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Pain Manag Nurs. 2014 Sep;15(3):565-73. doi: 10.1016/j.pmn.2012.12.007. Epub 2013 Mar 5.

Exploring how bedside nurses care for patients with chronic pain: a grounded theory study.

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  • 1Cleveland Clinic, Cleveland, Ohio. Electronic address:
  • 2Cleveland Clinic, Cleveland, Ohio.


In the United States it is estimated that over 30% of the population suffers from some form of chronic pain (Institute of Medicine of the National Academies Report, 2011). Therefore, it is likely that 30% of patients who are admitted to the hospital for acute care needs also have an underlying chronic pain issue. When patients are admitted for concerns that are not related to their chronic pain, the chronic pain may be overlooked in deference to acute medical issues. Nurses dealing with pain in the acute care setting may limit their assessment and management of pain to acute pain. Although there is a significant body of research related to the management of acute pain (Bell & Duffy, 2009; Brennen, Obs, Carr, & Cousins, 2007; Dihle, Bjolseth, & Helseth, 2006; McDonnell, Nicholl, & Read, 2003; Wang & Tsai, 2010) and the management of chronic pain (Bruckenthal, 2010; Clarke & Iphofen, 2005; Kaasalainen et al., 2011; Matthews & Malcom, 2007; Papaleontiou et al., 2010, Reid et al., 2008), few studies were found that explained how nurses care for patients with pre-existing chronic pain in the acute care setting. The purpose of this study was to develop a theoretical understanding of nurses' assessment and decision-making behaviors related to the care of patients with chronic pain in the acute care setting.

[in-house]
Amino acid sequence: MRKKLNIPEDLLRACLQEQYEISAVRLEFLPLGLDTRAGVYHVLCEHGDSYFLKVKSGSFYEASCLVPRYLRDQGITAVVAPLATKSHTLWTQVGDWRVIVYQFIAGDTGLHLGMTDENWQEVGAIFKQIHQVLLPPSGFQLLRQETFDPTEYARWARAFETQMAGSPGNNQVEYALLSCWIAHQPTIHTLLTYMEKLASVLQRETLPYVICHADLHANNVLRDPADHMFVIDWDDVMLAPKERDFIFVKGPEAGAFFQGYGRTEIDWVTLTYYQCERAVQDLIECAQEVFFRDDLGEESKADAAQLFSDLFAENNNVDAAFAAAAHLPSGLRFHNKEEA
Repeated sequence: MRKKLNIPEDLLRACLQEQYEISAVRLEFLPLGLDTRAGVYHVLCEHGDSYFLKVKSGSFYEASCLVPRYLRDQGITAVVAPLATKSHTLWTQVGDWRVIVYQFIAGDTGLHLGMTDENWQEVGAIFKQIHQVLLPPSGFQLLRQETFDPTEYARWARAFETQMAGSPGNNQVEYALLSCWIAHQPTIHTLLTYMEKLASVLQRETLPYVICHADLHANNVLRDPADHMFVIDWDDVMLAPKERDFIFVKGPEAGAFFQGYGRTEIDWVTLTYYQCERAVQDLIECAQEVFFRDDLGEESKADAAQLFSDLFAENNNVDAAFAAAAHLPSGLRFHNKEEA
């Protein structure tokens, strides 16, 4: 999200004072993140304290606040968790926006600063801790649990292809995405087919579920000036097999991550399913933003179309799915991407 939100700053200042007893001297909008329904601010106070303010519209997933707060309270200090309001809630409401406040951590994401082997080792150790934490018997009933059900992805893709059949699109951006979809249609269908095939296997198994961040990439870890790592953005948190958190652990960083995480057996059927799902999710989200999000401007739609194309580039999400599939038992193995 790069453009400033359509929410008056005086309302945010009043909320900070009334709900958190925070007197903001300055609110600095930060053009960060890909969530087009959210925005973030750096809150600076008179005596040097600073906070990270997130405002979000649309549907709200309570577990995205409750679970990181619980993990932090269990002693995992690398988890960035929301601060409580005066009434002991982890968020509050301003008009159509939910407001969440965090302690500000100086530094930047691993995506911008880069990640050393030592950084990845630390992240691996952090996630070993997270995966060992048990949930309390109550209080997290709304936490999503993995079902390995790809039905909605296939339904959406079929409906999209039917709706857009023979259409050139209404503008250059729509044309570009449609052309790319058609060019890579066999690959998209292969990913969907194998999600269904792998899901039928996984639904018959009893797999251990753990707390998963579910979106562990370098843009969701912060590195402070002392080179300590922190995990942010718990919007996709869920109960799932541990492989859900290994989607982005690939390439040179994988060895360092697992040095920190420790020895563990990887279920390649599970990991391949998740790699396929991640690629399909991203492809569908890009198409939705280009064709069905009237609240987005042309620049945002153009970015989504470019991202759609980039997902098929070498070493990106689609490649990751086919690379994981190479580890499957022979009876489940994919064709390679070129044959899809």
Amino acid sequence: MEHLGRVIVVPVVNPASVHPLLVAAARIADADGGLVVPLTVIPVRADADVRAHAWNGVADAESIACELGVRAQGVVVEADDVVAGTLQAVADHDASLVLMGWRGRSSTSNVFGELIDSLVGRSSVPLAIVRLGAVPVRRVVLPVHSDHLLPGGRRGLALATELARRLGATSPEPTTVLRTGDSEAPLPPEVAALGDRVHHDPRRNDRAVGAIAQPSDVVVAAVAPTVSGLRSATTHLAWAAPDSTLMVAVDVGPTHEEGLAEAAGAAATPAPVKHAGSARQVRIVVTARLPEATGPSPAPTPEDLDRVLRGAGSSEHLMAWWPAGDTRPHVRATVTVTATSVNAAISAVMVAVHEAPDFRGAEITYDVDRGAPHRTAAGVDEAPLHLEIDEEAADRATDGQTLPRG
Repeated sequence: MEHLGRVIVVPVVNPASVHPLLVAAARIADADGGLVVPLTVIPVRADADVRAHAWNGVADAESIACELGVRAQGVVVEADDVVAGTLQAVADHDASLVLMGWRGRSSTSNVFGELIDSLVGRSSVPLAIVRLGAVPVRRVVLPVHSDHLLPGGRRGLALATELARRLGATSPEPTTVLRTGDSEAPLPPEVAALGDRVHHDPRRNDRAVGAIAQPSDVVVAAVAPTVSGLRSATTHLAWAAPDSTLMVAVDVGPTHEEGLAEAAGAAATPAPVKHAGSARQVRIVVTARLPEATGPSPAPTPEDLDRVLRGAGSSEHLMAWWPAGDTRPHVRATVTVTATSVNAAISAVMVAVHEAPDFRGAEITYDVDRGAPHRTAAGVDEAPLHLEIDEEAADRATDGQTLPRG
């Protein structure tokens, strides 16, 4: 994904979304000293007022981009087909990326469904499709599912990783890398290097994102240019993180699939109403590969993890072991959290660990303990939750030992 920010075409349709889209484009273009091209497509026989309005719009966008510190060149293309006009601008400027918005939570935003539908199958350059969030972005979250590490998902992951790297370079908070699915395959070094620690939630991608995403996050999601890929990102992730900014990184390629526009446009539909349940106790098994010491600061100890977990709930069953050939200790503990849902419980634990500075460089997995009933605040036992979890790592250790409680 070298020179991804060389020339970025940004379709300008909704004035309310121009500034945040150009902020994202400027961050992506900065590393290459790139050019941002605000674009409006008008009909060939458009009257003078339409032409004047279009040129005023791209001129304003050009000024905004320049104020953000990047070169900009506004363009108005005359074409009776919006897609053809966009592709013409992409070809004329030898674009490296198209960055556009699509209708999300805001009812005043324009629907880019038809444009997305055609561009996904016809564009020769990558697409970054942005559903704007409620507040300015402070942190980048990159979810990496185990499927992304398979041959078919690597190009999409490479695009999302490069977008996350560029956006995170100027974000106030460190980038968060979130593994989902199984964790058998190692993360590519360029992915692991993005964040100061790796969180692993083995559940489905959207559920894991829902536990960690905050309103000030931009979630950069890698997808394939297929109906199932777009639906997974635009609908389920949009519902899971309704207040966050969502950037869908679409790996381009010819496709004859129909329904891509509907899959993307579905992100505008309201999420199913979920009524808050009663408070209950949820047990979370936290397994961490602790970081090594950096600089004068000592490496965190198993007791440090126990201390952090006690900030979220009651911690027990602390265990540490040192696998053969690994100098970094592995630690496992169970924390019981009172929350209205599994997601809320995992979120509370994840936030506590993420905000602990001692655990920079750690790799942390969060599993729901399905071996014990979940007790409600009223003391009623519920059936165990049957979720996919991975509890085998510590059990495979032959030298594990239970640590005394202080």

Copyright © 2014 American Society for Pain Management Nursing. Published by Elsevier Inc. All rights reserved.

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